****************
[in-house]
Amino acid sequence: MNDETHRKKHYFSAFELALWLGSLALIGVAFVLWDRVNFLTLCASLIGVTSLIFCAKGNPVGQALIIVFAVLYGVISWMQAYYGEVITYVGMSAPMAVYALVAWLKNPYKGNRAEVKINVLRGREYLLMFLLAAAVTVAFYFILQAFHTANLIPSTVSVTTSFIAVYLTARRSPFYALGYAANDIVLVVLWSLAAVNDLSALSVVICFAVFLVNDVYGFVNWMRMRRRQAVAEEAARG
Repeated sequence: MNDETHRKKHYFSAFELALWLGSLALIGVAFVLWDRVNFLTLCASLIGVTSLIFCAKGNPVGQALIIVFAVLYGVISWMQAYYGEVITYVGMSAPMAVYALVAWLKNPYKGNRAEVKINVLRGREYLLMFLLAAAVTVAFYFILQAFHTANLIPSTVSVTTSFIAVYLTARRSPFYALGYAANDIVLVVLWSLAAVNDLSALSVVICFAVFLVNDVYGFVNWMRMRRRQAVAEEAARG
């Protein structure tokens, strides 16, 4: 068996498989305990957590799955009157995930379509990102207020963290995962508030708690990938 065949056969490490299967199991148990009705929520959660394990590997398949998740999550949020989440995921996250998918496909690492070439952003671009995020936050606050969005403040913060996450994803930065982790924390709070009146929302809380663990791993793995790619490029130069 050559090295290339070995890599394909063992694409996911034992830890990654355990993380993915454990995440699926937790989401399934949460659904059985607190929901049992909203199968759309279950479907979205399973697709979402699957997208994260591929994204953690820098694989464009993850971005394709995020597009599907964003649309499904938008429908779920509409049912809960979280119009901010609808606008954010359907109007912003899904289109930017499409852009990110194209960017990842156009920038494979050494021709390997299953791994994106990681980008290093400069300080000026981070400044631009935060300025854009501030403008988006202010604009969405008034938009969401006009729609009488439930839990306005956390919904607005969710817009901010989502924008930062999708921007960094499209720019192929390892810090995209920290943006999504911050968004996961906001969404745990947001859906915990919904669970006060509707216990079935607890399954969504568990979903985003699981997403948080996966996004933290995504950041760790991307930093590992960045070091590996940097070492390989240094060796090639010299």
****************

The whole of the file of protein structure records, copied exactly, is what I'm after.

[in-house]
Amino acid sequence: MNDETHRKKHYFSAFELALWLGSLALIGVAFVLWDRVNFLTLCASLIGVTSLIFCAKGNPVGQALIIVFAVLYGVISWMQAYYGEVITYVGMSAPMAVYALVAWLKNPYKGNRAEVKINVLRGREYLLMFLLAAAVTVAFYFILQAFHTANLIPSTVSVTTSFIAVYLTARRSPFYALGYAANDIVLVVLWSLAAVNDLSALSVVICFAVFLVNDVYGFVNWMRMRRRQAVAEEAARG
Repeated sequence: MNDETHRKKHYFSAFELALWLGSLALIGVAFVLWDRVNFLTLCASLIGVTSLIFCAKGNPVGQALIIVFAVLYGVISWMQAYYGEVITYVGMSAPMAVYALVAWLKNPYKGNRAEVKINVLRGREYLLMFLLAAAVTVAFYFILQAFHTANLIPSTVSVTTSFIAVYLTARRSPFYALGYAANDIVLVVLWSLAAVNDLSALSVVICFAVFLVNDVYGFVNWMRMRRRQAVAEEAARG
């Protein structure tokens, strides 16, 4: 068996498989305990957590799955009157995930379509990102207020963290995962508030708690990938 065949056969490490299967199991148990009705929520959660394990590997398949998740999550949020989440995921996250998918496909690492070439952003671009995020936050606050969005403040913060996450994803930065982790924390709070009146929302809380663990791993793995790619490029130069 050559090295290339070995890599394909063992694409996911034992830890990654355990993380993915454990995440699926937790989401399934949460659904059985607190929901049992909203199968759309279950479907979205399973697709979402699957997208994260591929994204953690820098694989464009993850971005394709995020597009599907964003649309499904938008429908779920509409049912809960979280119009901010609808606008954010359907109007912003899904289109930017499409852009990110194209960017990842156009920038494979050494021709390997299953791994994106990681980008290093400069300080000026981070400044631009935060300025854009501030403008988006202010604009969405008034938009969401006009729609009488439930839990306005956390919904607005969710817009901010989502924008930062999708921007960094499209720019192929390892810090995209920290943006999504911050968004996961906001969404745990947001859906915990919904669970006060509707216990079935607890399954969504568990979903985003699981997403948080996966996004933290995504950041760790991307930093590992960045070091590996940097070492390989240094060796090639010299």